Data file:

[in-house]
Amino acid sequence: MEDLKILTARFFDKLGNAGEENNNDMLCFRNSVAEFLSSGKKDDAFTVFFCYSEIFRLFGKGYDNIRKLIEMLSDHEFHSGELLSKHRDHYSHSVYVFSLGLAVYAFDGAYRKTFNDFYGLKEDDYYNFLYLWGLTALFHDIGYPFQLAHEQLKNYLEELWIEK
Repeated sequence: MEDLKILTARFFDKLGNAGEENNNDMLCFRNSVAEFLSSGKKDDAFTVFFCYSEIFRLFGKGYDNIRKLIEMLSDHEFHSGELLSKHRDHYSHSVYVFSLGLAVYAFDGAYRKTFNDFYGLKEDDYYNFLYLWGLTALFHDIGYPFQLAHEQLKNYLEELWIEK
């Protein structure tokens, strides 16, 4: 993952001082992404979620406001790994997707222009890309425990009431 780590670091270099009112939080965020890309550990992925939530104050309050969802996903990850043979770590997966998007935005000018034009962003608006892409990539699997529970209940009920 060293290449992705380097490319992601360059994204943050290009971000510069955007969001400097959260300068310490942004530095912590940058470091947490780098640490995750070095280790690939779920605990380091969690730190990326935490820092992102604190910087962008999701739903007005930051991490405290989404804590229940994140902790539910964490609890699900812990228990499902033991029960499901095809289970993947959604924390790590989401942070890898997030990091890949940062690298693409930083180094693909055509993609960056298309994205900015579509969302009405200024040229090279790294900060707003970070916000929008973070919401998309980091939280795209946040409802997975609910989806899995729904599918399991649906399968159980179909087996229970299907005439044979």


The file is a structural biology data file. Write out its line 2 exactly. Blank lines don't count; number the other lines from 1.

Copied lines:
Amino acid sequence: MEDLKILTARFFDKLGNAGEENNNDMLCFRNSVAEFLSSGKKDDAFTVFFCYSEIFRLFGKGYDNIRKLIEMLSDHEFHSGELLSKHRDHYSHSVYVFSLGLAVYAFDGAYRKTFNDFYGLKEDDYYNFLYLWGLTALFHDIGYPFQLAHEQLKNYLEELWIEK